(Photo 1 – Riparian forests protect water quality in many ways - intercepting nutrient runoff, shielding against pesticide drift, regulating flooding while providing biodiversity, supplying food and stabilising riverbanks.)
Food input into aquatic systems
Small groups of trees and larger areas of native woodland planted along waterways create an abundant supply of food. New habitats provided by the trees and also in the undisturbed setback areas become homes for a wide range of insect species which in turn can become an additional food source for fish and other aquatic organisms. This contributes to healthy watercourses and wider catchments.
A mixture of native trees such as Oak, Birch, Cherry, Alder, Hazel and Rowan enhances local biodiversity. Such a mixture in combination with diverse vegetation provide a rich habitat and food source for pollinators and other animals.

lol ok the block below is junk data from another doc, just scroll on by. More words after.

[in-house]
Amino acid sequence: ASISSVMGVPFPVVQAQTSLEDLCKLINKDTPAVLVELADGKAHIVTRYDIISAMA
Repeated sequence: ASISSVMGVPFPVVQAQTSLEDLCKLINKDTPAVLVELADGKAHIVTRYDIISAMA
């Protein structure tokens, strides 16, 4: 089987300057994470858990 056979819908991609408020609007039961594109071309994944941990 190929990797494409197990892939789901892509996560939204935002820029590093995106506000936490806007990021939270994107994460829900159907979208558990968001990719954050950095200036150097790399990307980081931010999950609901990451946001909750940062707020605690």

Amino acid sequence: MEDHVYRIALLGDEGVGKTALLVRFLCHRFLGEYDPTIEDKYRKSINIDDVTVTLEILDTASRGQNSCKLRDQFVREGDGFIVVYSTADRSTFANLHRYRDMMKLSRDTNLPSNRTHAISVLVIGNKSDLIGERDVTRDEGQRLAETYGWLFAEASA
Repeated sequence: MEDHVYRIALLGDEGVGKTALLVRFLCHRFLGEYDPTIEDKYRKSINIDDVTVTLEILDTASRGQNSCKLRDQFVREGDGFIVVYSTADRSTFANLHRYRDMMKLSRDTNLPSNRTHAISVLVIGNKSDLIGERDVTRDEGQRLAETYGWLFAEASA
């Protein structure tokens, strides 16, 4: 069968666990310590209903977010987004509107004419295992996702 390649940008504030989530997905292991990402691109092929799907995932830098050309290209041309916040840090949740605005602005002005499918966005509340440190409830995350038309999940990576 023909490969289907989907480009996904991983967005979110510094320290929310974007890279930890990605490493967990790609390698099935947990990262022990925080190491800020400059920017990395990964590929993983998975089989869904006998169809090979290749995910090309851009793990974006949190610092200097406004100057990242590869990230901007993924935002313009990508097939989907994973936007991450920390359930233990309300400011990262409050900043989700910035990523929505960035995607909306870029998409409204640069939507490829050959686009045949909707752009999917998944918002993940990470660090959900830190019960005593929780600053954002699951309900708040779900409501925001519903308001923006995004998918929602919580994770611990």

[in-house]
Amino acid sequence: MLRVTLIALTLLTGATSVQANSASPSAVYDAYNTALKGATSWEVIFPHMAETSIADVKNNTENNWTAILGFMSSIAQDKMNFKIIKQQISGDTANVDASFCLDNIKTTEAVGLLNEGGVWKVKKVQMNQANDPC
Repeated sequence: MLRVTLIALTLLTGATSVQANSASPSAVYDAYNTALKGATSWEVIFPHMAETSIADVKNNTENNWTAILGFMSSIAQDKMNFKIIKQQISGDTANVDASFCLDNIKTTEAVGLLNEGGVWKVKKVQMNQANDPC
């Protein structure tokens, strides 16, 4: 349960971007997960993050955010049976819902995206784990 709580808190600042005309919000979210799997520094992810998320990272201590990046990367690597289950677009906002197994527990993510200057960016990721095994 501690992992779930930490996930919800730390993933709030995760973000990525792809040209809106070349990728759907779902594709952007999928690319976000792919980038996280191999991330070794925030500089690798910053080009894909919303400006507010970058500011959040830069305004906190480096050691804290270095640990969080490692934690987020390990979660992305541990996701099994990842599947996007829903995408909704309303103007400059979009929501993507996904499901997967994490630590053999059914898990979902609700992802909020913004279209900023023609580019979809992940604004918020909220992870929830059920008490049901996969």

Afforestation grant and premium scheme
If you are considering planting trees to protect water quality, you may also be eligible for grant support!
Support is available to plant a wide range of forest types including native woodlands, commercial conifers and agroforestry. DAFM’s Afforestation Grant and Premium scheme supports planting through afforestation grants and annual premium support. Annual premiums are paid for 15 years and typically range from €510 to €680 per hectare. New forests may also be eligible for Basic Payment.
You can choose to plant a single type of forest, for example to protect watercourses but you can also combine different forest types to achieve multiple and complementary objectives.
For more information on planting trees and how it can benefit you on the farm talk to your local Teagasc forestry advisor or see Forestry Establishment grants
Your local forestry advisor will be able to provide you with free, independent and objective advice on any technical or financial aspect you may have regarding forestry. Find out more from the Teagasc Forestry team here